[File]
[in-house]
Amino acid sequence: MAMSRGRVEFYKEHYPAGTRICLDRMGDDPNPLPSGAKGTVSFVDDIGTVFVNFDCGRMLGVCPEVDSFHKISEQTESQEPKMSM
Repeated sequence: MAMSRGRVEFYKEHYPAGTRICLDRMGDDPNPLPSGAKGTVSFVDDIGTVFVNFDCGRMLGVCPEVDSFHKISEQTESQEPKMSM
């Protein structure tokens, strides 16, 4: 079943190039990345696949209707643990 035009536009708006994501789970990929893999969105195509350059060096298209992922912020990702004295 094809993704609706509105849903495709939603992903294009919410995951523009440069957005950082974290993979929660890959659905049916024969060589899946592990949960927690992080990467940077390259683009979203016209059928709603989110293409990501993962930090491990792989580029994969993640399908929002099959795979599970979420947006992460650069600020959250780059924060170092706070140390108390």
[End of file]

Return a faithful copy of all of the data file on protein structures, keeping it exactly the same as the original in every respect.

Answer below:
[in-house]
Amino acid sequence: MAMSRGRVEFYKEHYPAGTRICLDRMGDDPNPLPSGAKGTVSFVDDIGTVFVNFDCGRMLGVCPEVDSFHKISEQTESQEPKMSM
Repeated sequence: MAMSRGRVEFYKEHYPAGTRICLDRMGDDPNPLPSGAKGTVSFVDDIGTVFVNFDCGRMLGVCPEVDSFHKISEQTESQEPKMSM
């Protein structure tokens, strides 16, 4: 079943190039990345696949209707643990 035009536009708006994501789970990929893999969105195509350059060096298209992922912020990702004295 094809993704609706509105849903495709939603992903294009919410995951523009440069957005950082974290993979929660890959659905049916024969060589899946592990949960927690992080990467940077390259683009979203016209059928709603989110293409990501993962930090491990792989580029994969993640399908929002099959795979599970979420947006992460650069600020959250780059924060170092706070140390108390």